27 October 2017

Living well and longer in Japan

This blog was written by Charlie Davie, Managing Director, UCLPartners 

If you’ve visited Japan, you’ll know that you can’t help but fall in love with this island nation. The eclectic mix of traditional and modern sit seamlessly side by side, creating a sense of serenity which is underpinned by a deep culture of respect, particularly for the elderly population.

Japan has historically enjoyed the longest life expectancy of any developed country, and currently, at an average of just over 85 years, it remains second only to Monaco (89 years). The UK ranks rather lower in the table at 29th with an average of just below 81 years.

During my recent trip to Japan, I visited the sulphuric springs around Mount Fuji. They boil eggs in the springs which turns the shell black. Folklore has it that eating one of these increases your life expectancy by seven years. I just had the two, which will hopefully take me up to 95.

However, this comparative advantage is being eroded and one major cause is the increased number of people in Japan dying from Alzheimer’s and other dementias. Half of those patients living with dementia will have four or more co-morbidities, placing increasing pressure on the Japanese health system. As in the UK, this is clearly an area of concern and prompted a session on healthy ageing at the BioJapan 2017 conference in Yokahama this month, at which I was invited to speak.

It was a great opportunity to share learning on our work programmes on research, education and innovation in this area. Other contributors included representatives from the pharmaceutical company Eisai who have a strong relationship around drug discovery in dementia with UCL and IMS, who we work closely with through the Quintiles-IMS prime site at UCLPartners.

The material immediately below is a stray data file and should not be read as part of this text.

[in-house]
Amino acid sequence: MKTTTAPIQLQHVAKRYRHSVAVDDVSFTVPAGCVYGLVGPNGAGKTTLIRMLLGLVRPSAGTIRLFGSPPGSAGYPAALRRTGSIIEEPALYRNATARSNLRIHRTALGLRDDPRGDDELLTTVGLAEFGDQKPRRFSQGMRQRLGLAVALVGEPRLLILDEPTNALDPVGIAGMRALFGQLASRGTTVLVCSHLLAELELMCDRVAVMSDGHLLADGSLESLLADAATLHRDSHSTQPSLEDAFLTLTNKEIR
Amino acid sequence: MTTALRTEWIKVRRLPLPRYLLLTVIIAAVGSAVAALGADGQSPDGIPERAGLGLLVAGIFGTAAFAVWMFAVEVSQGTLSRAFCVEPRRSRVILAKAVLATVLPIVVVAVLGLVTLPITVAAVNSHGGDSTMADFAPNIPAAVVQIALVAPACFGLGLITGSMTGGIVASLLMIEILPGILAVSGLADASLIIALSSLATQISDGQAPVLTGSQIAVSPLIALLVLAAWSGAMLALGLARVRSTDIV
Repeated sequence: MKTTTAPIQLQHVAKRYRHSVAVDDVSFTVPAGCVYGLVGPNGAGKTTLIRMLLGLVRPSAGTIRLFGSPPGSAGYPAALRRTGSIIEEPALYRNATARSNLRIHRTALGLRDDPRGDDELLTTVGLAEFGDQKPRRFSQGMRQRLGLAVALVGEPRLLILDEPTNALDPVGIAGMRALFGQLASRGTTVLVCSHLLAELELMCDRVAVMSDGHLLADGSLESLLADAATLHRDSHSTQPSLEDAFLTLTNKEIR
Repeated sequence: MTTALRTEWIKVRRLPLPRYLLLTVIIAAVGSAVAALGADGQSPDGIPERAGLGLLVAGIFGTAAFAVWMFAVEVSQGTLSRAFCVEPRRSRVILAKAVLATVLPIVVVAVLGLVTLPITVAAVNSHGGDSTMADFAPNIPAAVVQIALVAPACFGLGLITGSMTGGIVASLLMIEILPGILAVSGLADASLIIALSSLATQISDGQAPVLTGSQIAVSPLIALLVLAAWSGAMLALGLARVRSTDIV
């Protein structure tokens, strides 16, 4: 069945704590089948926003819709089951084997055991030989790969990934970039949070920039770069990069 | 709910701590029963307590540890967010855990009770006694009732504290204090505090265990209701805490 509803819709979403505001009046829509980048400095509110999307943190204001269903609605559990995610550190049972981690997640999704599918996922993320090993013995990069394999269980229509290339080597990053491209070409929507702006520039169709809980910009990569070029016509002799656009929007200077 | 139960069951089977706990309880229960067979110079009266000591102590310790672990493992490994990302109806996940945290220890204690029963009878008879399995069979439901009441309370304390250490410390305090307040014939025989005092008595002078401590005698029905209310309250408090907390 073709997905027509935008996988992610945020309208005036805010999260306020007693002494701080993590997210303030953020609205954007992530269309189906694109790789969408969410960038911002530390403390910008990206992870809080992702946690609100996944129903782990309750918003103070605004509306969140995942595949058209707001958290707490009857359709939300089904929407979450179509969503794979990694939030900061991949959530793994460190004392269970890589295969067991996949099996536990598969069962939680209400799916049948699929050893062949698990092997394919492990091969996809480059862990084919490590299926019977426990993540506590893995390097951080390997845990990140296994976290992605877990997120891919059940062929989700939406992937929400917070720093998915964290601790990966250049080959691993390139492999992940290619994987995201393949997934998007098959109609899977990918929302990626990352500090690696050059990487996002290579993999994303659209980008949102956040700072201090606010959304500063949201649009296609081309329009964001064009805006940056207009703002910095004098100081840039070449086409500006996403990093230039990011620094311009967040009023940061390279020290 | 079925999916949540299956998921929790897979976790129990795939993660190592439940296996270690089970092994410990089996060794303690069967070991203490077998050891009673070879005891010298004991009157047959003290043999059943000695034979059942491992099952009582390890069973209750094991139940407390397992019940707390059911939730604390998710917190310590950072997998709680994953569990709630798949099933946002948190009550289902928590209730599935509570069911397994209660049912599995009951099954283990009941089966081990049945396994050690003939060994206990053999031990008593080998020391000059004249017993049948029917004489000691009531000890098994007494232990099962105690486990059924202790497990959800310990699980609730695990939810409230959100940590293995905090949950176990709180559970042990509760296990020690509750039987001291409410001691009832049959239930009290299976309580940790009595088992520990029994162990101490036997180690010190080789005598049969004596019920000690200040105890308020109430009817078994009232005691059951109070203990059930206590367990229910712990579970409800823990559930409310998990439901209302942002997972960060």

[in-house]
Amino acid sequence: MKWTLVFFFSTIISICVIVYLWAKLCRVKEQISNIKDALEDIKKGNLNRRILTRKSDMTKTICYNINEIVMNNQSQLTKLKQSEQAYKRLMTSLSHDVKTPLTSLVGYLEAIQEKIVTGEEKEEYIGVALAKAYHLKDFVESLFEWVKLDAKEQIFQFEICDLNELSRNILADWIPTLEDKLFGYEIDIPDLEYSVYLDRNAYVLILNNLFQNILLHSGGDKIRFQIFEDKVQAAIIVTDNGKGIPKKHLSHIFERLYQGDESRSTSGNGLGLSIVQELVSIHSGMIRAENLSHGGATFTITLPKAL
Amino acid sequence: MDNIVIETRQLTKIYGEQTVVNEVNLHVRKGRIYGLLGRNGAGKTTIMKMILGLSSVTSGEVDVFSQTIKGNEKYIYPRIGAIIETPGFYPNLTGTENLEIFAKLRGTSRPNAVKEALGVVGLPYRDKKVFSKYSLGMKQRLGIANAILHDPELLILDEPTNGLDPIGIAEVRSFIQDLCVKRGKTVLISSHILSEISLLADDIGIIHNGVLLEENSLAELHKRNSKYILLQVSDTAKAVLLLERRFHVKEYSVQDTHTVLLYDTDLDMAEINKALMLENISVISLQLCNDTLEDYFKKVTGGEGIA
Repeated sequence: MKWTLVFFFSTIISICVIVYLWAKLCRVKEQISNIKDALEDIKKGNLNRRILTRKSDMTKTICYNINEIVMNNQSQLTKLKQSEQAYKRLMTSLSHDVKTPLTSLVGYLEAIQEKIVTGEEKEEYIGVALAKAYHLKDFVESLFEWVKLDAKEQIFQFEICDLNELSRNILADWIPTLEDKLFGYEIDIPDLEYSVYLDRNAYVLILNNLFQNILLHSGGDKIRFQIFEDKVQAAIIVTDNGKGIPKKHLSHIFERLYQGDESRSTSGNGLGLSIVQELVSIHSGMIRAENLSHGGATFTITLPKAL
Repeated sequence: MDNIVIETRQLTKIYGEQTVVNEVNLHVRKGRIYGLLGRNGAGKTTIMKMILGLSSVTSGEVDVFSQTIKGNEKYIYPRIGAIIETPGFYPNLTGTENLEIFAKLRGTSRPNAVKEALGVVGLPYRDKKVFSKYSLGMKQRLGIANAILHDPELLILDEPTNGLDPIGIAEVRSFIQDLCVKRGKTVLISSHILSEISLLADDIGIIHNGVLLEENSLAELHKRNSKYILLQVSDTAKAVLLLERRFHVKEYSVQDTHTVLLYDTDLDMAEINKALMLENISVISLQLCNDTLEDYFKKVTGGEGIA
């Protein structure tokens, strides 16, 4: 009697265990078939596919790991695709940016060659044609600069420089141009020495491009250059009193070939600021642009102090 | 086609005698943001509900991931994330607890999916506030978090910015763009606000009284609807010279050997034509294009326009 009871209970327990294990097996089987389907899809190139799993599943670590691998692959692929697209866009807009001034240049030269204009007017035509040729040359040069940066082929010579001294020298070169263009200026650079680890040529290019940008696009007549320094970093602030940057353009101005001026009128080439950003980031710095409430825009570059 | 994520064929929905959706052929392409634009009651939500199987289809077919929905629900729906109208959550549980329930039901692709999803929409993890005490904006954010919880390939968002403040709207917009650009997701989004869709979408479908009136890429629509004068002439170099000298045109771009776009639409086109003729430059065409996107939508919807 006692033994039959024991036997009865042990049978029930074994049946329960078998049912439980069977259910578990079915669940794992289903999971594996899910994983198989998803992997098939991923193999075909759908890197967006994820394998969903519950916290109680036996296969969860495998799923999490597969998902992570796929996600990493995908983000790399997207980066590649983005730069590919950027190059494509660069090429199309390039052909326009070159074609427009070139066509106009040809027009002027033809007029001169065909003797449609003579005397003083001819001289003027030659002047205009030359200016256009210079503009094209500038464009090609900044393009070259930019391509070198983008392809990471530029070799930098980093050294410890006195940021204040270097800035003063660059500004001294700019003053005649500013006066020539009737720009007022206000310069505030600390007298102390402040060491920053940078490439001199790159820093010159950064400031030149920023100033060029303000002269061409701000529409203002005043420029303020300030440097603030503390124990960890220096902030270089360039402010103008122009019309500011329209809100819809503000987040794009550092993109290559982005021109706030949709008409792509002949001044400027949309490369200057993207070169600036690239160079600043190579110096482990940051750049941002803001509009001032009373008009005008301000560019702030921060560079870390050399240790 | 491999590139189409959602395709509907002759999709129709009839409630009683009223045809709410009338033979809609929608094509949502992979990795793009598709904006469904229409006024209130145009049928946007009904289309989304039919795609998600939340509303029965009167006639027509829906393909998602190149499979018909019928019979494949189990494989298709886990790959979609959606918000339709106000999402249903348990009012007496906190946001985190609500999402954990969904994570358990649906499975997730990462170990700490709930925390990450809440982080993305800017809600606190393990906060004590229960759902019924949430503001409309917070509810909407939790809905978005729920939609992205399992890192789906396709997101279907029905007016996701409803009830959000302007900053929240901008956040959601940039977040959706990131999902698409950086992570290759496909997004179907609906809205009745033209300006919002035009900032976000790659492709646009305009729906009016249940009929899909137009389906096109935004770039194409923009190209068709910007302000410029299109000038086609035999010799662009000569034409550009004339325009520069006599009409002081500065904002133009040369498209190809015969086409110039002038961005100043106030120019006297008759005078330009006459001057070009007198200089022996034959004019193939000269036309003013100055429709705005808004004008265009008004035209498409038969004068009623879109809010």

I also spoke at another session in Tokyo hosted by MedCity and opened by UK Life Sciences Minister, Lord Prior. This covered many areas, but there was particular interest in the role of big data; the challenges around trust, appropriate use of people’s data, and also the opportunities to identify new insights into disease, diagnosis and population health. I was able to highlight a number of our partnerships with industry, including SMEs, particularly in the context of our work hosting the NHS Innovation Accelerator and DigitalHealth.London.

The trip facilitated several highly useful connections and will hopefully prompt some further collaboration in this area. As the opportunities presented by big data continue to revolutionise healthcare, UCLPartners will continue to support collaboration across industry, the NHS and academia to ensure that these advances work better for the population, particularly as we contribute to the global challenges of dementia and health ageing.

 

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